Friday, June 26, 2009

Game Theory Foundations: Economies of Scale or Diminishing Returns?

Before we start out foray into game theory, I'd like to do a quick review of economic efficiency framed as economies of scale versus diminishing returns for growing enterprises. In the examples provided by economics textbooks, they will often express diminishing returns as using less efficient resources in order to produce the same task (which reflects a decreasing marginal utility / benefit / revenue).

However, in the abstract, we are also told about economies of scale, where adding staff and capacity can result in productivity gains beyond what is expected (Specialization of tasks and the Model T assembly line strategy). In evaluating a scenario, how can we tell which stage we are in?

The best way to understand your efficiencies is by understanding the production bottle necks of your current factors of production. That is to say that you can fight off diminishing returns if you add resources to the weakest link of your system (similar to the idea of critical path of a PERT chart). While adding resources in general will cause you to gain diminishing returns in the one production line, it should create synergies that recoup the drop in efficiency.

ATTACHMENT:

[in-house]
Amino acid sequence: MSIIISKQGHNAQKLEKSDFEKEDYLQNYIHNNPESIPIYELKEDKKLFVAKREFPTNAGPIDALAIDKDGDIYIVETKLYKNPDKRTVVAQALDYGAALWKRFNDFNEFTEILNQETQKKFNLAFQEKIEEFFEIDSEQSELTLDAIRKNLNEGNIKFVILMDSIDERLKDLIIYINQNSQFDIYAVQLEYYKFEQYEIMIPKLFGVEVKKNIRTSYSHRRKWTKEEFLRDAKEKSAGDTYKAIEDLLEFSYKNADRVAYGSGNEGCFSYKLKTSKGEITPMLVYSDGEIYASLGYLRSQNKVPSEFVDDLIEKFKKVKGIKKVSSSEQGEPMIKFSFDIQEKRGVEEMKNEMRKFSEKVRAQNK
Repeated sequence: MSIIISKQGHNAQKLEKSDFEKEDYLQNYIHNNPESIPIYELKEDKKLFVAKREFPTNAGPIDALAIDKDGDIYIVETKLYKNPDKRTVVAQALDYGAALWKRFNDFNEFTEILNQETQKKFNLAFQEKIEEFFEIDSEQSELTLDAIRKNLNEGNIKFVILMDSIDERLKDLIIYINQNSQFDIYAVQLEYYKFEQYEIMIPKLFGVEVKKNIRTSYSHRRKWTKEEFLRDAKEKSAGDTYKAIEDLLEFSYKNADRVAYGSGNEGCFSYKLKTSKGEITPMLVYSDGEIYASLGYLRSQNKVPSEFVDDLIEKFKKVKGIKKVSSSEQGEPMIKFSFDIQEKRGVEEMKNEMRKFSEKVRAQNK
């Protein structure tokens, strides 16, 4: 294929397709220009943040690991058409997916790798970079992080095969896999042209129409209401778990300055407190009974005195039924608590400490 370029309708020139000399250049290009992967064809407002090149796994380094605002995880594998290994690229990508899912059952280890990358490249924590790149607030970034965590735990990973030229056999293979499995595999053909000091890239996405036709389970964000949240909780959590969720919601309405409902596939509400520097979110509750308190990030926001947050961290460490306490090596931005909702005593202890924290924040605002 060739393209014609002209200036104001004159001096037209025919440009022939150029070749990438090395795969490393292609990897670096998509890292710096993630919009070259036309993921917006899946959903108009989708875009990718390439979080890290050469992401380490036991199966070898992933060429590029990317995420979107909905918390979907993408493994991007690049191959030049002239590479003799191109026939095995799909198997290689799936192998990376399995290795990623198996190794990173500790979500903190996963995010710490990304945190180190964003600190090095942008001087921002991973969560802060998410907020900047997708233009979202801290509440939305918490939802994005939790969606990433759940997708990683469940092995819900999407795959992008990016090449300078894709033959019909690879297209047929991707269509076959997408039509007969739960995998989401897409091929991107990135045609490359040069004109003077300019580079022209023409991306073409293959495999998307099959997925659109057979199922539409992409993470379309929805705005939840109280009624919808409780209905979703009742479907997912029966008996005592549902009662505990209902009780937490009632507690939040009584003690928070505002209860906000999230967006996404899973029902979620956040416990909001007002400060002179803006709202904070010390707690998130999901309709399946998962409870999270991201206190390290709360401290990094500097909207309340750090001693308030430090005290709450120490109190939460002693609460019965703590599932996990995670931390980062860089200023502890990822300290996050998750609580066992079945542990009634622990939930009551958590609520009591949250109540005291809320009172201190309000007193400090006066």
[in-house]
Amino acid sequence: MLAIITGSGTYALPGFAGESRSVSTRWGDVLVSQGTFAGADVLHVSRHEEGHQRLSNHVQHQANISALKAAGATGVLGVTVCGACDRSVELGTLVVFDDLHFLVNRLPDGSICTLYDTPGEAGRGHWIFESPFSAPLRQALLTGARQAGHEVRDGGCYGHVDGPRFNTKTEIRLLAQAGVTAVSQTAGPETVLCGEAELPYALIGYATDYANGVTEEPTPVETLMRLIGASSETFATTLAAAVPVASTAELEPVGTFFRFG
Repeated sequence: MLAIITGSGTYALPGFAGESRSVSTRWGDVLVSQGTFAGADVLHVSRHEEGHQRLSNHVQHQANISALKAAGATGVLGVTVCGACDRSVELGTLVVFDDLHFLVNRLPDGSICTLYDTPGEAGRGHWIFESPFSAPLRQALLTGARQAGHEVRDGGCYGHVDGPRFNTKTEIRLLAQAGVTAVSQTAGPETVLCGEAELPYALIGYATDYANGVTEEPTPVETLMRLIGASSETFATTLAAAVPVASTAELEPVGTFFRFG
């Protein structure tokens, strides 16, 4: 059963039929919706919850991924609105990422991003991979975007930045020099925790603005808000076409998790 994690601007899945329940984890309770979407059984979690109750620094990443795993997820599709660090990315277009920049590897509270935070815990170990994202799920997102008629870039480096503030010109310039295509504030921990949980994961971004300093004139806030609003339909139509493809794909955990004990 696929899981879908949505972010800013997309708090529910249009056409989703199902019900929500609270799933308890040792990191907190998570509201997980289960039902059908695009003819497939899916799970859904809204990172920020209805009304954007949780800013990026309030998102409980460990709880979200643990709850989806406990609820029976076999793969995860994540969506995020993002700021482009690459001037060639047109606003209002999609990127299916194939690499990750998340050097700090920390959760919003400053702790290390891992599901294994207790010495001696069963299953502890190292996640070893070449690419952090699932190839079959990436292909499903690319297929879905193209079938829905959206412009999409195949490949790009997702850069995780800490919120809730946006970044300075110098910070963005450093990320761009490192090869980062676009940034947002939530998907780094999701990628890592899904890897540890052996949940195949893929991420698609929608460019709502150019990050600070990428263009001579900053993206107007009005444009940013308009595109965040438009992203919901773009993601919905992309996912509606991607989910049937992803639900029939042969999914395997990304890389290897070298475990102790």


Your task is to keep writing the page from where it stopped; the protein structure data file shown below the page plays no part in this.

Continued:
Now, if you are sensitive to seemingly meaningless buzzwords like "synergy" which tend to be overused, you'll probably recoil a little as I did upon hearing that word so let's break it down to less abstract terms with an example.

Example: A factory has 200 workers working on 20 machines. The optimal ratio of workers to machines is 12 to 1 for the purposes of scheduling and capacity planning. Although adding the 21st machine will bring some benefit (versus not having the machine at all), it is clearly diminishing versus adding the 3rd machine. In this scenario, adding another 40 workers would help bring the worker / machine level up to its target concentration. Note that beyond that, adding another worker begins to diminish the benefit of workers and the value of adding a machine starts to increase again.

Now assume that you have a limited number of resources to apply to your production. What mix of workers to machines will you have?
This introduces the idea of production-possibility frontiers which we will discuss in the next post.

No comments: